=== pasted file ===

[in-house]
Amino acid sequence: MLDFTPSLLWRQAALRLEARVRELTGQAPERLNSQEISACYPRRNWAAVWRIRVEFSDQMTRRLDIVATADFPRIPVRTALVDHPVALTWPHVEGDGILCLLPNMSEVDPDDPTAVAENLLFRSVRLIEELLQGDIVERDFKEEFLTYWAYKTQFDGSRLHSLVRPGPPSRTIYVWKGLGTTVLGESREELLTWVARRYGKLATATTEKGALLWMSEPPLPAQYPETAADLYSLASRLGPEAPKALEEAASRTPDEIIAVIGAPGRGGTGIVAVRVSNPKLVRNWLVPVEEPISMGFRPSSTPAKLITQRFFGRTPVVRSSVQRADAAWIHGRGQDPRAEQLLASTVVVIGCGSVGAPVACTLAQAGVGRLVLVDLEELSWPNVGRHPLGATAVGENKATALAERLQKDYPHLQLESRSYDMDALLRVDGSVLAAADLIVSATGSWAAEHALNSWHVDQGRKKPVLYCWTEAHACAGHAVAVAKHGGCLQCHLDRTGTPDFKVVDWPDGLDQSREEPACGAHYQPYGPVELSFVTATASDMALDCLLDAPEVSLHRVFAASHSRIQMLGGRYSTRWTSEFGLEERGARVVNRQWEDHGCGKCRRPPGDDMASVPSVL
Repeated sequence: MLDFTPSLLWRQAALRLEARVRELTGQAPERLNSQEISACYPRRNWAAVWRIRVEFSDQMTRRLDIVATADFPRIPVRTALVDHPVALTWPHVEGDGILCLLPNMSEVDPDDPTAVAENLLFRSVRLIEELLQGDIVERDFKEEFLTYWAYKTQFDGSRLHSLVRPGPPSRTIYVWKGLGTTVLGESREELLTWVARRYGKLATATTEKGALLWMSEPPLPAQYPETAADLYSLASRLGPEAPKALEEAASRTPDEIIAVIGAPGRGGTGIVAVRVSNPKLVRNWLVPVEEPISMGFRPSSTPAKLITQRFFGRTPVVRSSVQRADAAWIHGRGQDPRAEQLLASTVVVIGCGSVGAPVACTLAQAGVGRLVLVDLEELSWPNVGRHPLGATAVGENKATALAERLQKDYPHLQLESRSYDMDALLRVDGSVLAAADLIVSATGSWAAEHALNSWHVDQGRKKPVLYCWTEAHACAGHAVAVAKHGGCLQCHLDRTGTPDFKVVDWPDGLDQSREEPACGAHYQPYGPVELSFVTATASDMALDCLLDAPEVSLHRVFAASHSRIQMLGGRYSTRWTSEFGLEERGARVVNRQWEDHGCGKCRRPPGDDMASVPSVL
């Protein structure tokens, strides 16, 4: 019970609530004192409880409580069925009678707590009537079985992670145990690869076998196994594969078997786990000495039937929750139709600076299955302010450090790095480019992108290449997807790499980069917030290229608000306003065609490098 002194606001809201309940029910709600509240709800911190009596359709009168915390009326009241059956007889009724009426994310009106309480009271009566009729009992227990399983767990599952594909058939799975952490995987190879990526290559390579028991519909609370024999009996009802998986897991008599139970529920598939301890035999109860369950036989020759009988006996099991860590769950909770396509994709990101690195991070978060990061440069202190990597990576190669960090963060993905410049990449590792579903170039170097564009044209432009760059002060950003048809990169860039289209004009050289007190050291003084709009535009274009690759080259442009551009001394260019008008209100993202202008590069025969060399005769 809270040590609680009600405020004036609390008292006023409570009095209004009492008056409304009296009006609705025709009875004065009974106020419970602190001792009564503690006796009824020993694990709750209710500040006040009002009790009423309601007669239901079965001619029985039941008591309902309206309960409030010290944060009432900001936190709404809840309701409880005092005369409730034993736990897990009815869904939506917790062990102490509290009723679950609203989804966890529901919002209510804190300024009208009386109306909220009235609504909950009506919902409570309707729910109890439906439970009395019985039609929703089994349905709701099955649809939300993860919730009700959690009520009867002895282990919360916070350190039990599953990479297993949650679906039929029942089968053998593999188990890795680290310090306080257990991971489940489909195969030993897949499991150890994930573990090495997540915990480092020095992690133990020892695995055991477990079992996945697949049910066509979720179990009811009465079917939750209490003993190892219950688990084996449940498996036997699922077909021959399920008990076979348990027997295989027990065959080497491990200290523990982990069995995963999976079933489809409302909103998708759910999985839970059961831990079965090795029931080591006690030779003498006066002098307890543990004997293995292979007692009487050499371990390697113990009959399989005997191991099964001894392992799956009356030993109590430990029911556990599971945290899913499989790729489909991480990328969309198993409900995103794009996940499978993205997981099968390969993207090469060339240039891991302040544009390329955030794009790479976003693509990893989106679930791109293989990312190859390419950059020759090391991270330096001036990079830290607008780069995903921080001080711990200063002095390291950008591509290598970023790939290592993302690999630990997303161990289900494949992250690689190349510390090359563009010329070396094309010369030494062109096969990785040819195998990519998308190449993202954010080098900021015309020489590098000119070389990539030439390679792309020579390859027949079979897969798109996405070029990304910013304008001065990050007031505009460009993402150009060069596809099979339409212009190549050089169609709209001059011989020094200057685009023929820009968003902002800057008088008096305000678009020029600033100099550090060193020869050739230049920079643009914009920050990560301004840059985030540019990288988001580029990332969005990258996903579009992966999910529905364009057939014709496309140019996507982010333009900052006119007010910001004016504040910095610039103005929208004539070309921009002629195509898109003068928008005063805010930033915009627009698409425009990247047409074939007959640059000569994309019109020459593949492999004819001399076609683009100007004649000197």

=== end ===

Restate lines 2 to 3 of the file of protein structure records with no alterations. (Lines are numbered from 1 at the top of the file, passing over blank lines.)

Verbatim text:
Amino acid sequence: MLDFTPSLLWRQAALRLEARVRELTGQAPERLNSQEISACYPRRNWAAVWRIRVEFSDQMTRRLDIVATADFPRIPVRTALVDHPVALTWPHVEGDGILCLLPNMSEVDPDDPTAVAENLLFRSVRLIEELLQGDIVERDFKEEFLTYWAYKTQFDGSRLHSLVRPGPPSRTIYVWKGLGTTVLGESREELLTWVARRYGKLATATTEKGALLWMSEPPLPAQYPETAADLYSLASRLGPEAPKALEEAASRTPDEIIAVIGAPGRGGTGIVAVRVSNPKLVRNWLVPVEEPISMGFRPSSTPAKLITQRFFGRTPVVRSSVQRADAAWIHGRGQDPRAEQLLASTVVVIGCGSVGAPVACTLAQAGVGRLVLVDLEELSWPNVGRHPLGATAVGENKATALAERLQKDYPHLQLESRSYDMDALLRVDGSVLAAADLIVSATGSWAAEHALNSWHVDQGRKKPVLYCWTEAHACAGHAVAVAKHGGCLQCHLDRTGTPDFKVVDWPDGLDQSREEPACGAHYQPYGPVELSFVTATASDMALDCLLDAPEVSLHRVFAASHSRIQMLGGRYSTRWTSEFGLEERGARVVNRQWEDHGCGKCRRPPGDDMASVPSVL
Repeated sequence: MLDFTPSLLWRQAALRLEARVRELTGQAPERLNSQEISACYPRRNWAAVWRIRVEFSDQMTRRLDIVATADFPRIPVRTALVDHPVALTWPHVEGDGILCLLPNMSEVDPDDPTAVAENLLFRSVRLIEELLQGDIVERDFKEEFLTYWAYKTQFDGSRLHSLVRPGPPSRTIYVWKGLGTTVLGESREELLTWVARRYGKLATATTEKGALLWMSEPPLPAQYPETAADLYSLASRLGPEAPKALEEAASRTPDEIIAVIGAPGRGGTGIVAVRVSNPKLVRNWLVPVEEPISMGFRPSSTPAKLITQRFFGRTPVVRSSVQRADAAWIHGRGQDPRAEQLLASTVVVIGCGSVGAPVACTLAQAGVGRLVLVDLEELSWPNVGRHPLGATAVGENKATALAERLQKDYPHLQLESRSYDMDALLRVDGSVLAAADLIVSATGSWAAEHALNSWHVDQGRKKPVLYCWTEAHACAGHAVAVAKHGGCLQCHLDRTGTPDFKVVDWPDGLDQSREEPACGAHYQPYGPVELSFVTATASDMALDCLLDAPEVSLHRVFAASHSRIQMLGGRYSTRWTSEFGLEERGARVVNRQWEDHGCGKCRRPPGDDMASVPSVL